If we are to bring forward the new evangelization so much desired by John Paul II, and now by Pope Benedict XVI, we have to be men and women of the Cross. This world of ours requires it urgently. Let us try to live this ourselves and announce it to others: “lux in Cruce, requies in Cruce, gaudium in Cruce” (Our light is in the Cross, our rest is in the Cross, our joy is in the Cross).

Other considerations of Opus Dei’s Founder stand out in my memory. Near the end of that burning colloquy he carried on with Jesus in the Blessed Sacrament, which I mentioned earlier, he reminded those of us who were following his words—and the faithful of the Prelature of all times—of something he had taught many times: “We always have to be in heaven and on earth—not in between heaven and earth, because we are in the world. But at the same time in the world and in Paradise! This will be a kind of formula to express how we have to live our lives so long as we are ‘in hoc saeculo’: in heaven and on the earth, immersed in God, but knowing that we are in the world, that we are of the earth, with the fragility proper to the earth—a clay pot that the Lord has wanted to make use of for his service.”[6]

Before concluding, I feel a duty to give thanks to St. Josemaría, who called me to the priesthood and from whom I learned everything, and to Bishop Alvaro del Portillo, at whose side I spent many years. He was for me a teacher of faithfulness to God. I also thank the faithful of the Prelature of Opus Dei—men and women, lay people and priests—and the bishops and priests of the Priestly Society of the Holy Cross, as well as the cooperators and the innumerable young people who take part in the apostolates of the Work. With their prayers and sacrifices they are sustaining me and accompanying me day after day. I thank my parents, brothers and sisters, to whom I owe, humanly speaking, a very considerable part of my Christian and priestly vocation. I thank the innumerable persons whom I have known over these fifty years, who have also helped me with their prayers, their example, and their words. To all I express my heartfelt gratitude along with my promise of constant and uninterrupted prayer.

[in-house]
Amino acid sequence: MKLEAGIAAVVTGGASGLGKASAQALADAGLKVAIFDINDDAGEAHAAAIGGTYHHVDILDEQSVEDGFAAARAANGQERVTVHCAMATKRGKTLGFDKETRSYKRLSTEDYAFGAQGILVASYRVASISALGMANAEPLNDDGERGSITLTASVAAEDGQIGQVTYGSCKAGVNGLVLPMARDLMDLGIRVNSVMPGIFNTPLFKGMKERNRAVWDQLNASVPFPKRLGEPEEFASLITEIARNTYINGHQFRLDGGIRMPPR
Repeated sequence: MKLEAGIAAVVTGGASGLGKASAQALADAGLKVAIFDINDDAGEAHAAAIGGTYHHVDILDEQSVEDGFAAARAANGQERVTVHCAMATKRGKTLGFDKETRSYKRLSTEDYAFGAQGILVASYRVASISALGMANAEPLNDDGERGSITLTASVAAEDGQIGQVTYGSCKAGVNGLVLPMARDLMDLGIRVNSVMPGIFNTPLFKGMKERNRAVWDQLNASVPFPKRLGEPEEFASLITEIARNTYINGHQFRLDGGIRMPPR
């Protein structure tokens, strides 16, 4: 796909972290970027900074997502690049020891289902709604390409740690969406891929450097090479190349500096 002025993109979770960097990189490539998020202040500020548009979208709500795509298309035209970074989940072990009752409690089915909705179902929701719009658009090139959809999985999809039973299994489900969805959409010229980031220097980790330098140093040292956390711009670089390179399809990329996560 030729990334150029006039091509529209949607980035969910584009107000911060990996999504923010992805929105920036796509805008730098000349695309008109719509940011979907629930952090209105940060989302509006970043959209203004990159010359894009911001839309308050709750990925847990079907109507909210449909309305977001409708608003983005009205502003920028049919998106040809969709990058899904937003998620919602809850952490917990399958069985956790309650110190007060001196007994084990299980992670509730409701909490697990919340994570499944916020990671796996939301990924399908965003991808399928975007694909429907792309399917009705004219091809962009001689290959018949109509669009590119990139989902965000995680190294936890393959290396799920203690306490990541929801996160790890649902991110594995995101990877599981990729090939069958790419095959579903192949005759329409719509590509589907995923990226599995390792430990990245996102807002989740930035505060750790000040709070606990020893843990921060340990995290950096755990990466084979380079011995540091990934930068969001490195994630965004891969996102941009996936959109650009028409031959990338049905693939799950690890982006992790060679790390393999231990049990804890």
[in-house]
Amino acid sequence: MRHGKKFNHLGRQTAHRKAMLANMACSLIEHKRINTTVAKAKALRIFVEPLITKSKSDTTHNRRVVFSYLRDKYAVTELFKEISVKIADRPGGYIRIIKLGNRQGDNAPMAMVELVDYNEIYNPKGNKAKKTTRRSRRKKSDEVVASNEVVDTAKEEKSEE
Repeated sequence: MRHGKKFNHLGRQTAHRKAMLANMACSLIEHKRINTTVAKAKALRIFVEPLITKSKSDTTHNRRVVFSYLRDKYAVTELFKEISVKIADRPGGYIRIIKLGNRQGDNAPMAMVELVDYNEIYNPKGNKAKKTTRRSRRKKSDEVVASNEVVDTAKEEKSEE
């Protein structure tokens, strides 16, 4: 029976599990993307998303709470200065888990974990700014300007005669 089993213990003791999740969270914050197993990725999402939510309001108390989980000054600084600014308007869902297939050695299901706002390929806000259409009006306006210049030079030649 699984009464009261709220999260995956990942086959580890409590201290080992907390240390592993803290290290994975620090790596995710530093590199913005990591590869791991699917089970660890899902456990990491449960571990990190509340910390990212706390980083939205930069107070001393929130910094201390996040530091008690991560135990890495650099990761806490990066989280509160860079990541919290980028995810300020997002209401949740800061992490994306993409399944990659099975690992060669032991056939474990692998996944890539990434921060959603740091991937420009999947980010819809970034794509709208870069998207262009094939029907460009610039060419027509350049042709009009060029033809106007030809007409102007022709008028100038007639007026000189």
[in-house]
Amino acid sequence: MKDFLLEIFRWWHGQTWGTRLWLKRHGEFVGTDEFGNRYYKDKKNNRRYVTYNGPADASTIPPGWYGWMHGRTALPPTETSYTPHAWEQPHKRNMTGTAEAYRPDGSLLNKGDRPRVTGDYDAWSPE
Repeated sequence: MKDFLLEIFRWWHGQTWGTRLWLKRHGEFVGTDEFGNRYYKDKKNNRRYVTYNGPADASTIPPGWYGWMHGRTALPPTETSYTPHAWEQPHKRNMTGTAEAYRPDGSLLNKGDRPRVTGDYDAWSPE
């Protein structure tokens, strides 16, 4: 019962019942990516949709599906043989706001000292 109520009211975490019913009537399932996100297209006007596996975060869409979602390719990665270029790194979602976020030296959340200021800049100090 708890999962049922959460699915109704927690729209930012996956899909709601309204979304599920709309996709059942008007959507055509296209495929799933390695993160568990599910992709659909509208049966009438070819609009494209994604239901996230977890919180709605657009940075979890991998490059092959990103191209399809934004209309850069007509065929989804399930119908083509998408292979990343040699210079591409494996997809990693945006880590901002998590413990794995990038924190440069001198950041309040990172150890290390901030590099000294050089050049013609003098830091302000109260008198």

I wish to extend a special greeting to my brother bishops and priests here present, and to the many who could not accompany me physically on this day but are spiritually united to us. In a particular way, I give thanks to the Holy Father, Benedict XVI, for the fatherly letter he sent me for this anniversary, and for the ways he has shown his affection for Opus Dei and for me. All of this is a stimulus to increase my affective and effective union with his Holiness and his intentions.

I also wish to acknowledge the previous Roman Pontiffs whom I have known. In a particular way my thoughts turn to our most beloved Pope John Paul II of venerable and happy memory, a true father for millions of people, as indicated by the enormous impact his death had on the entire world. Besides naming me a bishop and conferring on me episcopal ordination, he showed his interest and affection for the Prelature of Opus Dei so often and in so many ways. Full of confidence, I invoke his intercession before God.

Mary, “Woman of the Eucharist,” is also the faithful Woman beneath the Cross. With her “fiat!” at the Annunciation and prolonged without interruption in the course of her life, she corresponded to the love of God by a complete self-giving. Now she takes care of us, her children, with maternal love. I address her in words of the “Stabat Mater” sequence, recently recited on the feast of Our Lady of Sorrows:

Sancta Mater, istud agas, Crucifixi fige plagas cordi meo valide” (Holy Mother, pierce me through, in my heart each wound renew of my Saviour crucified).As a fruit of that identification with her crucified Son, I beg Holy Mary to teach me—to teach us all—to love Christ, the Father, and the Holy Spirit ever more. “Fac ut ardeat cor meum in amando Christum Deum” (Make my heart burn with the love of Christ our Lord). Amen.

[1] St. Josemaría, The Way, no. 420.

[2] St. Josemaría, Meditation, March 27, 175 (cited in Salvador Bernal, A Profile of the Founder of Opus Dei, Scepter, 1977. pp. 339-340).

[3] Cf. St. Augustine, Confessions, III, 6, 11 (CCI. 27, 33)/

[4] St. Josemaría, Meditation, March 27, 1975 (op.cit., p. 357).

[5] St. Josemaría, Meditation, November 2, 1958.

[6] St. Josemaría, Meditation, March 27, 1975 (op. cit., p. 360).

Romana, n. 41, July-December 2005, p. 258-263.